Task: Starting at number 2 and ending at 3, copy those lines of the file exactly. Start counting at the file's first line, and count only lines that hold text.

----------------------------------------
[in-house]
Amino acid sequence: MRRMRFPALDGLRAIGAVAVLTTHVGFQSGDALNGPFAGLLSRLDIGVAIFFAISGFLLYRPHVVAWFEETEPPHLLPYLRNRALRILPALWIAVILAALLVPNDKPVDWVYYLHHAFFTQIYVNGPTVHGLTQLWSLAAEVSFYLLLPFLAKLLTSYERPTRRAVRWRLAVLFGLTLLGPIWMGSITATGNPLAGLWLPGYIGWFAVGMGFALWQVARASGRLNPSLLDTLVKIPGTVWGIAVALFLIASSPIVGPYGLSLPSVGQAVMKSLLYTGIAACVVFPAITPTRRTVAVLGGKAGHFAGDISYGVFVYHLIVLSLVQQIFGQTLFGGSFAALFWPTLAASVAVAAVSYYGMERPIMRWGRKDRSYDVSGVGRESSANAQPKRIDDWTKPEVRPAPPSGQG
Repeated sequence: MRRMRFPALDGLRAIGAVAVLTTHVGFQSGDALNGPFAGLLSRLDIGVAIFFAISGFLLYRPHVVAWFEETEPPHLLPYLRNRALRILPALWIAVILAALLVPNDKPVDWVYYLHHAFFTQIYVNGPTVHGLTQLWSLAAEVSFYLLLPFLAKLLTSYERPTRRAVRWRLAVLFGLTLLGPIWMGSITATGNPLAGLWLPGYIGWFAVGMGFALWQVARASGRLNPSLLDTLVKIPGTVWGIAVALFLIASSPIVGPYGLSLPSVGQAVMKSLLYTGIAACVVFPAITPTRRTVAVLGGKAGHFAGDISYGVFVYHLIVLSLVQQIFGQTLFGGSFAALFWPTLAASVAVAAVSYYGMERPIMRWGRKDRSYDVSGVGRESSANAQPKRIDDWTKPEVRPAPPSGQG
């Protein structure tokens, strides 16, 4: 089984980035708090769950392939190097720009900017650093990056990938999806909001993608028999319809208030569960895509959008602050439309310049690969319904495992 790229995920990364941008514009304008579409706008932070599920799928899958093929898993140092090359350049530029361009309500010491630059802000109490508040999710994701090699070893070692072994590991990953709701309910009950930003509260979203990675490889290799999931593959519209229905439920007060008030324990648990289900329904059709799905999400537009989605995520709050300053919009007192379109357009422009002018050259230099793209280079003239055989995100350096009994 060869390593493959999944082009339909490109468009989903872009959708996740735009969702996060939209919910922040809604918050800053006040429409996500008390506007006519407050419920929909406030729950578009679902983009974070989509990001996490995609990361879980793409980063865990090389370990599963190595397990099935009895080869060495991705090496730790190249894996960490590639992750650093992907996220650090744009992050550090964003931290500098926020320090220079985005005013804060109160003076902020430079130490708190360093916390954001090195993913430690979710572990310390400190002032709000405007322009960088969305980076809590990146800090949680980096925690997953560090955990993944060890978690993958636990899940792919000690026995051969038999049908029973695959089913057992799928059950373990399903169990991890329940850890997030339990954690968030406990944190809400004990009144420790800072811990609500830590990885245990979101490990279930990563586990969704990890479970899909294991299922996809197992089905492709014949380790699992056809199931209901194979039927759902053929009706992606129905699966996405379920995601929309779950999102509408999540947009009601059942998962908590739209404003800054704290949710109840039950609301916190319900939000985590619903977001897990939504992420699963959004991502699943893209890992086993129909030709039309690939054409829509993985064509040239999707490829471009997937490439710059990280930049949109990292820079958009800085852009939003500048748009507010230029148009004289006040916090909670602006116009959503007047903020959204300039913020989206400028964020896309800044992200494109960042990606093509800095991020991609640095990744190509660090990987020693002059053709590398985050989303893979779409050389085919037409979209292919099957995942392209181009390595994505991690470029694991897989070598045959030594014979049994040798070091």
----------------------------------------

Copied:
Amino acid sequence: MRRMRFPALDGLRAIGAVAVLTTHVGFQSGDALNGPFAGLLSRLDIGVAIFFAISGFLLYRPHVVAWFEETEPPHLLPYLRNRALRILPALWIAVILAALLVPNDKPVDWVYYLHHAFFTQIYVNGPTVHGLTQLWSLAAEVSFYLLLPFLAKLLTSYERPTRRAVRWRLAVLFGLTLLGPIWMGSITATGNPLAGLWLPGYIGWFAVGMGFALWQVARASGRLNPSLLDTLVKIPGTVWGIAVALFLIASSPIVGPYGLSLPSVGQAVMKSLLYTGIAACVVFPAITPTRRTVAVLGGKAGHFAGDISYGVFVYHLIVLSLVQQIFGQTLFGGSFAALFWPTLAASVAVAAVSYYGMERPIMRWGRKDRSYDVSGVGRESSANAQPKRIDDWTKPEVRPAPPSGQG
Repeated sequence: MRRMRFPALDGLRAIGAVAVLTTHVGFQSGDALNGPFAGLLSRLDIGVAIFFAISGFLLYRPHVVAWFEETEPPHLLPYLRNRALRILPALWIAVILAALLVPNDKPVDWVYYLHHAFFTQIYVNGPTVHGLTQLWSLAAEVSFYLLLPFLAKLLTSYERPTRRAVRWRLAVLFGLTLLGPIWMGSITATGNPLAGLWLPGYIGWFAVGMGFALWQVARASGRLNPSLLDTLVKIPGTVWGIAVALFLIASSPIVGPYGLSLPSVGQAVMKSLLYTGIAACVVFPAITPTRRTVAVLGGKAGHFAGDISYGVFVYHLIVLSLVQQIFGQTLFGGSFAALFWPTLAASVAVAAVSYYGMERPIMRWGRKDRSYDVSGVGRESSANAQPKRIDDWTKPEVRPAPPSGQG